My little man was still fussing on the left side, but not as badly, which gave me some comfort.

When it came to nappy change my heart sank – his wee was quite yellow instead of the usual clear and the poo we found wasn’t his usual explosive yellow, but these sticky flakes that were more glue-like than poo-like. So straight away my mind went into that dark little corner where all your doubt lives, to tell me Toby wasn’t getting enough from me because he was dehydrated and not pooing normally. That same doubt told me that if things don’t improve I might have to do formula just so he doesn’t starve. Overall, I felt like a real failure as a mother and a woman.

So I gave myself a moment. Hubby took little man away and let me just cry. He told me I am doing an amazing job, because Toby is looking great. That I am not a failure, I am amazing. That he loves me and will help me get past this. This all came from a man who has never dealth with a breastfeeding partner (he has a child from a previous relationship) and once made a comment about giving up early on when we were very sleep deprived and going through a bad night. Thank god his views have now changed!

Anyway, I didn’t believe him. Not straight away. It wasn’t until later that afternoon – a few hours after my meltdown – that I believed it. The reason why? Because Toby decided it was time for some vanilla milk and had a massive feed. WITHOUT TOO MUCH FUSS! I felt like Christmas had come.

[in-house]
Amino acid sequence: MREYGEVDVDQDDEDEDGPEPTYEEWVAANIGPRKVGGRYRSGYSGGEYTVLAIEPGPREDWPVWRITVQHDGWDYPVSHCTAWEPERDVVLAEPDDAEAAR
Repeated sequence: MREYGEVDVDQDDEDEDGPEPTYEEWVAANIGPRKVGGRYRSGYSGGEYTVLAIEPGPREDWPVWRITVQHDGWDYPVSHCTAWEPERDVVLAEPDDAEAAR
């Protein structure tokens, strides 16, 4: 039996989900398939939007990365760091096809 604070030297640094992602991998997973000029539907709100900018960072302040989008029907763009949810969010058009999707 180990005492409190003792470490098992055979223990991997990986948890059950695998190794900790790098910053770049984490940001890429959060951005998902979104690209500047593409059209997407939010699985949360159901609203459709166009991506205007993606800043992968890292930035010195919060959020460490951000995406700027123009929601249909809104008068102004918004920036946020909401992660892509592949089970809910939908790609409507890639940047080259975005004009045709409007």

The rest of our night consisted of happier feeds on both sides, more normal nappies and a full baby, who for the first time EVER slept for nealy 6 straight hours overnight and most of yesterday too.

So I have learnt a couple valuable lessons in all of this. 1) my son is clearly going through a growth spurt – hence the fussiness & massive sleeps. None of which are my fault or reflect on me as a mother and 2) there will always be a light at the end of the tunnel, even if it is impossible to see, like mine was. I just have to do whatever is best for me and bubs. So if that means expressing my right breast milk and chucking it into the freezer, then so be it.

Yesterday Toby spent most of the day sleeping and only fed about 6 times, but I know this is ok for him, otherwise he would have told me.

If any other beautiful mum has a day / week / month like I’ve had, please feel free to reach out, because you are never alone!’

If you have concerns about your milk supply, you should get in touch with your trusted health practitioner, or better still, get in touch with the Australian Breastfeeding Association on 1800 686 268

How Do You Know When You Should Stop Breastfeeding?

For me, I wanted to finish lots of times, but I felt it was my duty to breastfeed as long as I could. Not everyone feels that way, and that’s ok. This is just my story.